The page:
Cedillo knows most of this, or should. His office is in possession of most of the studies mentioned. Why does he continue to oppose the road diet? Is is just his ego, as some claim? Is he beholden to outside money, as his campaign finance records imply? Or does he really believe that speeding cut-through traffic is the holy grail of our city’s nascent Great Streets program?

In any case, Cedillo is an embarrassment to the council, to the city it purports to serve, and to the very notions of democracy and human reason. Northeast Los Angeles deserves better than this. Much, much better.

Opinion California's bullet train: We owe it to our grandchildren to get this right


By Ted Rall, December 18, 2014

No one likes mass transit more than me, and trains are my favorite form of it.

They're good for the environment, they are fun to ride, and you zip right past all the planet-killing motorists sitting in traffic. But urban planners often fall short when it comes to making train systems as useful as they could be, which sets the stage for critics who call every idea that doesn't involve more cars a boondoggle.
Here in Los Angeles, getting Metro to LAX seems like job one, but not something we are likely to see in our lifetimes. In New York, direct train connections between LaGuardia and John F. Kennedy International airports remain as elusive as a World Series win by the Chicago Cubs. Idiotic worries about terrorism added a long walk from BART train stations at San Francisco International Airport to the terminals.

Well, not exactly to L.A.

First it goes to Burbank.

It's hard to imagine anyone other than hardcore rail geeks wanting to do that.
Vartabedian talked to proponents of the so-called "one-seat ride" between Merced and L.A. They say the Burbank transfer problem could be solved by "blending the operations of Metrolink and the high-speed system through track-sharing and electrification of part of the Metrolink system, much like what the state is doing with local commuter rail service in the Bay Area."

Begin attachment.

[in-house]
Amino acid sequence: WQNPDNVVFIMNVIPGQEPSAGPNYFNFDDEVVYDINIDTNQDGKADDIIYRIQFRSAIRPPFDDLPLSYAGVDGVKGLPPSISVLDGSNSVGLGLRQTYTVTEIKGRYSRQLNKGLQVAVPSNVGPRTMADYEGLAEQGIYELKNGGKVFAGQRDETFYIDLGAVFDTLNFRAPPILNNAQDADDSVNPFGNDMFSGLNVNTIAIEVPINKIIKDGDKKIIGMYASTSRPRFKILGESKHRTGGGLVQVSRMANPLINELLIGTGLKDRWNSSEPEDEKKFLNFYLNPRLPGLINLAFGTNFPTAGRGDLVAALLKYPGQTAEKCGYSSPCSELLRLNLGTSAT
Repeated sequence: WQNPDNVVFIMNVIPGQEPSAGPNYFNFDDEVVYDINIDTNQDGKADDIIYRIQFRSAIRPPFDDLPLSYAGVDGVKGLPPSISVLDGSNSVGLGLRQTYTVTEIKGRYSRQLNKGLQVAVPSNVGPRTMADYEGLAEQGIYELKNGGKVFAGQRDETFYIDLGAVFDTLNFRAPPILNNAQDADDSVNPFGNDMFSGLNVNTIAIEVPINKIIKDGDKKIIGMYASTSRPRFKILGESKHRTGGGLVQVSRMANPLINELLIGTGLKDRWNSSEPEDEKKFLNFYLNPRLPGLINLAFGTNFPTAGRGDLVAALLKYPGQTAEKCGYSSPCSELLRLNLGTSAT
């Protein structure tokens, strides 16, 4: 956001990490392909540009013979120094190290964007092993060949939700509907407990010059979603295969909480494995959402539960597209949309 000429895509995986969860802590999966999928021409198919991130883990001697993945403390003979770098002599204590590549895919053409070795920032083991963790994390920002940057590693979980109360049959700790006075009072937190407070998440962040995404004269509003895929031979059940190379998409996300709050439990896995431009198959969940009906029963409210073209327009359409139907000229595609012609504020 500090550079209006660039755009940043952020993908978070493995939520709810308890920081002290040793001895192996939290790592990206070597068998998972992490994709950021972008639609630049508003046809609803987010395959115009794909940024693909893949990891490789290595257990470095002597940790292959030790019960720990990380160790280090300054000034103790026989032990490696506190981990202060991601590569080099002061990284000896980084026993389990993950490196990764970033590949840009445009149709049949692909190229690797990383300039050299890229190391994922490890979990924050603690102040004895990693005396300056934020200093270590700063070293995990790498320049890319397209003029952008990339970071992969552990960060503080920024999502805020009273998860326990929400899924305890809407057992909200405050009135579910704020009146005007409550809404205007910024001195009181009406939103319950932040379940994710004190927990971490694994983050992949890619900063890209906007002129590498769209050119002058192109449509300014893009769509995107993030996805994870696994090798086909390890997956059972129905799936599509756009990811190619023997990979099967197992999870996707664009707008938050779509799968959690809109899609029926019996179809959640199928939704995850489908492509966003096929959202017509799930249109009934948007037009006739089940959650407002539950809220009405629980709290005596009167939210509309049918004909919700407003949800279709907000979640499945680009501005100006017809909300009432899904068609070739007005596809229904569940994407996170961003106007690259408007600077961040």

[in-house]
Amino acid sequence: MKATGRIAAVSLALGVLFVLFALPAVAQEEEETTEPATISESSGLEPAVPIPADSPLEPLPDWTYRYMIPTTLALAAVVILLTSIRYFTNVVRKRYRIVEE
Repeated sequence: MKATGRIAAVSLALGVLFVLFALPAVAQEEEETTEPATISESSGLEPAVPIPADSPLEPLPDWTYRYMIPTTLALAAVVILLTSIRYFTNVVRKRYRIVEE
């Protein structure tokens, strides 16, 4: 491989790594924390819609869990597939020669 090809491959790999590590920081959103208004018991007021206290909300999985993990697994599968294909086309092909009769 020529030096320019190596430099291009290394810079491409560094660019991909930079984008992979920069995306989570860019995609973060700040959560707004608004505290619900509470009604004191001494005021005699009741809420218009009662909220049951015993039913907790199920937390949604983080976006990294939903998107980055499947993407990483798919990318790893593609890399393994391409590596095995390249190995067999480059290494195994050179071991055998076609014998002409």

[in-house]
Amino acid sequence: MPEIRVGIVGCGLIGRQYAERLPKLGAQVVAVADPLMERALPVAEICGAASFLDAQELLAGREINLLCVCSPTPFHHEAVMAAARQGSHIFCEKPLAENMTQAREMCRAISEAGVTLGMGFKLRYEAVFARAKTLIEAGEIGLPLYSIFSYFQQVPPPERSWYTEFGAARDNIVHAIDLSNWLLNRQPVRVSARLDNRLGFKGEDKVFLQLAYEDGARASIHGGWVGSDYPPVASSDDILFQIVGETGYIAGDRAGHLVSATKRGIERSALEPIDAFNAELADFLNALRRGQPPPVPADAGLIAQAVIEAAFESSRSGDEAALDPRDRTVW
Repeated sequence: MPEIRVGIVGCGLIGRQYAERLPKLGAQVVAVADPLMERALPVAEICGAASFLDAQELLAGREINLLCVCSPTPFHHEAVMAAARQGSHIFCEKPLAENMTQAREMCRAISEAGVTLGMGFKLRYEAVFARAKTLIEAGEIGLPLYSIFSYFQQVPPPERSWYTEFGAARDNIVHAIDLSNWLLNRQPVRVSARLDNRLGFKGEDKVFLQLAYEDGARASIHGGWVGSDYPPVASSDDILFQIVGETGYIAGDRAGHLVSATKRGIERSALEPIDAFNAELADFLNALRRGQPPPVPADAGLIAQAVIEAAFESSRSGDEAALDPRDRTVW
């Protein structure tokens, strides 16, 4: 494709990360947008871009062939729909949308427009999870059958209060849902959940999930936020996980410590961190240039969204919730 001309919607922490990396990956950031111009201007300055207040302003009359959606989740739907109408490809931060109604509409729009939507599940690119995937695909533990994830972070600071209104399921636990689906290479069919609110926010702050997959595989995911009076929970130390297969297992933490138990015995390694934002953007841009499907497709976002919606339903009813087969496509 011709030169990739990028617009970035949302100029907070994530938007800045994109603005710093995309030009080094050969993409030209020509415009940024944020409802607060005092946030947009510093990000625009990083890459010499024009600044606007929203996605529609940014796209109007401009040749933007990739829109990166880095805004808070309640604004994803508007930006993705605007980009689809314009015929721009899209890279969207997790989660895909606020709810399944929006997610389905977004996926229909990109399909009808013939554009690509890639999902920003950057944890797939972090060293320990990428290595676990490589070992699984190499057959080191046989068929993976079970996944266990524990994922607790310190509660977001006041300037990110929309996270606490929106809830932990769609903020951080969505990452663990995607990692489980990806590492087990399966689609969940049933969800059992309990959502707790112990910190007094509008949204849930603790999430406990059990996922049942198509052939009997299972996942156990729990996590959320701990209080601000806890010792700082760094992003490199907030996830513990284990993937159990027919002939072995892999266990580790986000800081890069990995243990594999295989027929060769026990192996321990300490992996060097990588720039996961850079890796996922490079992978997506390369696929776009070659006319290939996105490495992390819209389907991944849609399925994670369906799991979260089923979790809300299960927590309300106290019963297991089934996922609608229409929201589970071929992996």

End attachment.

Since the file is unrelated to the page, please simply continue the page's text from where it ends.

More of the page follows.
Alas: "Metrolink officials have been cool to the idea, citing, among other things, the cost and complexity of overlapping operations."

One strongly suspects that the bureaucrats who refuse to roll up their sleeves and get this done plan to spend the rest of their lives behind the wheels of their cars rather than schlepping up and down the stairs at some future Burbank transfer station in 2028.
Which is, of course, the big problem we face: government officials without imagination. This system may not get completed until after our children are middle-aged, but we owe it to our grandchildren to get this right.  They are going to need and want this system to work properly. We can't possibly know what the future will bring, with a few exceptions, and one of them is higher population density.

We drive on freeways that past generations conceived and paid for not only with their tax dollars, but with years and years of loud, dirty construction. This is the part where we repay our debt to the social contract.